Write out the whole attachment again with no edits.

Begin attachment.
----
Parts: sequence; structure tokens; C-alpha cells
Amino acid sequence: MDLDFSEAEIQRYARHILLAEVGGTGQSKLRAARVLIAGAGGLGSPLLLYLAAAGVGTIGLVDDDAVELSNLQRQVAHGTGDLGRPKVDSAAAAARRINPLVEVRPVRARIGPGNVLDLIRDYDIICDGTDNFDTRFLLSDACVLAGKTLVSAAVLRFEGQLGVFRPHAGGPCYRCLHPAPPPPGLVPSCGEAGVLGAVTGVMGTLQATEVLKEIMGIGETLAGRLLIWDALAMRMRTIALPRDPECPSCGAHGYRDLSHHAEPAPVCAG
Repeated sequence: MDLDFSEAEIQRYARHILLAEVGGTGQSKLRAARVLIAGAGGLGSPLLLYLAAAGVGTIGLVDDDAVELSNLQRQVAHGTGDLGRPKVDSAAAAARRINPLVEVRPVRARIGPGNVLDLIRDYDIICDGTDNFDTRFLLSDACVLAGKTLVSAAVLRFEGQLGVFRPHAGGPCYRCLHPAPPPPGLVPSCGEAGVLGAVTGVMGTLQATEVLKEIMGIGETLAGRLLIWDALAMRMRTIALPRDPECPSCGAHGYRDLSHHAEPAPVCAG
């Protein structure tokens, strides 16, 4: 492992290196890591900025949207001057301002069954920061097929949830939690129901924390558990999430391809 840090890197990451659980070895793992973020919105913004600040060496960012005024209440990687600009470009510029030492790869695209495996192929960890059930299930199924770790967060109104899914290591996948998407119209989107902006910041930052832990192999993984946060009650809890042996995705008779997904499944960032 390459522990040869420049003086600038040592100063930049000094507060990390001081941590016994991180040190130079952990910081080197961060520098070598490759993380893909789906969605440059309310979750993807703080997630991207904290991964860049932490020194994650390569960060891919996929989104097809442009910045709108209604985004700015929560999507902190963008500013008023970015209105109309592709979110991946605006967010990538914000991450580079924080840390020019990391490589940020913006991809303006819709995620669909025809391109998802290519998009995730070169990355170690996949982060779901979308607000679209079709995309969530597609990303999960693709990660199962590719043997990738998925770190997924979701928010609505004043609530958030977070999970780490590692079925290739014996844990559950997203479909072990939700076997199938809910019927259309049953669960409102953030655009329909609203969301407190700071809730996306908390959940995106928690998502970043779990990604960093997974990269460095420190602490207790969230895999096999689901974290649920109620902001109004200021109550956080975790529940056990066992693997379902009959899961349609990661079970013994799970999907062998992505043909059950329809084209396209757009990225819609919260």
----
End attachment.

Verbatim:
Parts: sequence; structure tokens; C-alpha cells
Amino acid sequence: MDLDFSEAEIQRYARHILLAEVGGTGQSKLRAARVLIAGAGGLGSPLLLYLAAAGVGTIGLVDDDAVELSNLQRQVAHGTGDLGRPKVDSAAAAARRINPLVEVRPVRARIGPGNVLDLIRDYDIICDGTDNFDTRFLLSDACVLAGKTLVSAAVLRFEGQLGVFRPHAGGPCYRCLHPAPPPPGLVPSCGEAGVLGAVTGVMGTLQATEVLKEIMGIGETLAGRLLIWDALAMRMRTIALPRDPECPSCGAHGYRDLSHHAEPAPVCAG
Repeated sequence: MDLDFSEAEIQRYARHILLAEVGGTGQSKLRAARVLIAGAGGLGSPLLLYLAAAGVGTIGLVDDDAVELSNLQRQVAHGTGDLGRPKVDSAAAAARRINPLVEVRPVRARIGPGNVLDLIRDYDIICDGTDNFDTRFLLSDACVLAGKTLVSAAVLRFEGQLGVFRPHAGGPCYRCLHPAPPPPGLVPSCGEAGVLGAVTGVMGTLQATEVLKEIMGIGETLAGRLLIWDALAMRMRTIALPRDPECPSCGAHGYRDLSHHAEPAPVCAG
């Protein structure tokens, strides 16, 4: 492992290196890591900025949207001057301002069954920061097929949830939690129901924390558990999430391809 840090890197990451659980070895793992973020919105913004600040060496960012005024209440990687600009470009510029030492790869695209495996192929960890059930299930199924770790967060109104899914290591996948998407119209989107902006910041930052832990192999993984946060009650809890042996995705008779997904499944960032 390459522990040869420049003086600038040592100063930049000094507060990390001081941590016994991180040190130079952990910081080197961060520098070598490759993380893909789906969605440059309310979750993807703080997630991207904290991964860049932490020194994650390569960060891919996929989104097809442009910045709108209604985004700015929560999507902190963008500013008023970015209105109309592709979110991946605006967010990538914000991450580079924080840390020019990391490589940020913006991809303006819709995620669909025809391109998802290519998009995730070169990355170690996949982060779901979308607000679209079709995309969530597609990303999960693709990660199962590719043997990738998925770190997924979701928010609505004043609530958030977070999970780490590692079925290739014996844990559950997203479909072990939700076997199938809910019927259309049953669960409102953030655009329909609203969301407190700071809730996306908390959940995106928690998502970043779990990604960093997974990269460095420190602490207790969230895999096999689901974290649920109620902001109004200021109550956080975790529940056990066992693997379902009959899961349609990661079970013994799970999907062998992505043909059950329809084209396209757009990225819609919260």